The research work of Dimitrios Pantazis and his group has just been selected as a research highlight by the Royal Society of Chemistry. The work clarifies one of the fundamental design principles for the construction of water oxidation catalysts and represents a milestone in the international research effort towards artificial photosynthesis.
Read the full paper here.
The conversion of sunlight into chemical energy, considered as the best way to meet humanity’s future global energy demands, involves enormous scientific challenges. One of them is creating a catalyst that splits water into oxygen, protons and electrons, in the same way that plants split water in biological photosynthesis. For this purpose Nature uses a manganese-calcium cluster (Mn4Ca) that stores oxidizing equivalents along a five-step catalytic cycle. Understanding its electronic and geometric structure of this cluster at each step of the cycle would offer invaluable insight into the design principles for a synthetic system, but experiments targeting the question of what are the manganese oxidation states have been interpreted in diverging ways, leading to controversy and uncertainty.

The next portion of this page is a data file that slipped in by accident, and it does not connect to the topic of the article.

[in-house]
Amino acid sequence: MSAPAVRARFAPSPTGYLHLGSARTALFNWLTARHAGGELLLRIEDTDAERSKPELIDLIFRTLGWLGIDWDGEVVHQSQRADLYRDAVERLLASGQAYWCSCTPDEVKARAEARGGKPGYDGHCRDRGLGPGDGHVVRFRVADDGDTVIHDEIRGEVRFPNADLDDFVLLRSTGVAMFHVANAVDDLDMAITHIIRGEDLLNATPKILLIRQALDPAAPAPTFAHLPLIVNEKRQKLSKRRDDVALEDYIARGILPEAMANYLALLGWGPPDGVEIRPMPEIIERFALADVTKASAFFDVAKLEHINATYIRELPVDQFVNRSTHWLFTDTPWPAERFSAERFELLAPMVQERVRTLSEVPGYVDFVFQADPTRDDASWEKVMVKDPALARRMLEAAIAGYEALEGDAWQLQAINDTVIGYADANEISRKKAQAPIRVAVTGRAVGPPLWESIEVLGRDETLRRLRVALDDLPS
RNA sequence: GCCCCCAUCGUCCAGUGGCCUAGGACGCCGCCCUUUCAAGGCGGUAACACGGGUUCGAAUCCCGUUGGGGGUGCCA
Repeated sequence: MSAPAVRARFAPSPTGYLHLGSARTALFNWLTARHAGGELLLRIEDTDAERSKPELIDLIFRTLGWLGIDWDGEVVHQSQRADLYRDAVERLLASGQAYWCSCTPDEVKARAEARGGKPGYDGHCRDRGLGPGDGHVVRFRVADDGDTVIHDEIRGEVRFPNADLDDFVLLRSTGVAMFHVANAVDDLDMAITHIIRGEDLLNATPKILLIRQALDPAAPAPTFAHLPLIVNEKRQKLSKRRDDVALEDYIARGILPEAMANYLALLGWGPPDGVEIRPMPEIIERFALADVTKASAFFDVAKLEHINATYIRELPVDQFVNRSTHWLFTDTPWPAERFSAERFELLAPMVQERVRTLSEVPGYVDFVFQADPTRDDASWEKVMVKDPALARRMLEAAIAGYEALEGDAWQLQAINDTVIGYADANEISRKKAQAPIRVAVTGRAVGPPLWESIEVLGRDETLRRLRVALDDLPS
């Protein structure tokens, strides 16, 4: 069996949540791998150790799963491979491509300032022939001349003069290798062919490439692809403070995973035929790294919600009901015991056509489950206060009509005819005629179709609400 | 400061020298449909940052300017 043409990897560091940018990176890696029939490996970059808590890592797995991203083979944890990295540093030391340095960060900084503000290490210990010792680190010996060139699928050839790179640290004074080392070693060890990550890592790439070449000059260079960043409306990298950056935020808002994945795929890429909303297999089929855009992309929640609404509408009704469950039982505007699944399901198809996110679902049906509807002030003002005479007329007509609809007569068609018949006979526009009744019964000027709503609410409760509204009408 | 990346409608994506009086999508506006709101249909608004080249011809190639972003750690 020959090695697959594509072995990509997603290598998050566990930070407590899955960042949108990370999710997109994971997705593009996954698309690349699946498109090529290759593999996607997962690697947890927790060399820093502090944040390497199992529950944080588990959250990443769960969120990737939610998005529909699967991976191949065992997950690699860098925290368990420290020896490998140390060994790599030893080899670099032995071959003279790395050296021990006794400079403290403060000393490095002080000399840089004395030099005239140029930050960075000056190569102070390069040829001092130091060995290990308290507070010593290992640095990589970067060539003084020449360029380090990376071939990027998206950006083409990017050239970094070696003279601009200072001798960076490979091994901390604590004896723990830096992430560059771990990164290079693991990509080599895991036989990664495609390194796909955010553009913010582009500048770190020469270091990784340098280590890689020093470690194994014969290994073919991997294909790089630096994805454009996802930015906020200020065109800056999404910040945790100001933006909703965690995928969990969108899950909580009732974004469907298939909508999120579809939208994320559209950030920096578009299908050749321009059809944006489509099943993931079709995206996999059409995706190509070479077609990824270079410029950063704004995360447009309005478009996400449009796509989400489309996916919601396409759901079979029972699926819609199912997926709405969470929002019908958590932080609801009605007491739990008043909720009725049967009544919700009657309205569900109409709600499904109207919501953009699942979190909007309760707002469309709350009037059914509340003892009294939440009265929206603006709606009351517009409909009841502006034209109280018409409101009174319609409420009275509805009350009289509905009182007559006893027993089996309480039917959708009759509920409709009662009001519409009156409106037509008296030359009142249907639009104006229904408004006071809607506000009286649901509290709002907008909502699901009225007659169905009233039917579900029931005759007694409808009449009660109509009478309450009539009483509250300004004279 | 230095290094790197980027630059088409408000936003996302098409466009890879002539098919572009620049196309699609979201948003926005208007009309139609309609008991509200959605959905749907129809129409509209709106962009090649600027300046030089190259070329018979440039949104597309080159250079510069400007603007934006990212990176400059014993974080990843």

A major breakthrough in this direction has been recently achieved by the group of Dr. Dimitrios Pantazis at the MPI CEC. In their paper on “Metal oxidation states in biological water splitting”, published in Chemical Science, Pantazis and coworkers constructed computational models for each competing suggestion and used advanced quantum chemical methods to predict the properties of these models and compare them with experiment. In this way, they were able to prove that only one of the suggestions, known as the “high oxidation state scheme”, can lead to complete consistency with experimental observations.
Even Scientific American, a popular american science magazine, reproduced and highlighted the paper. more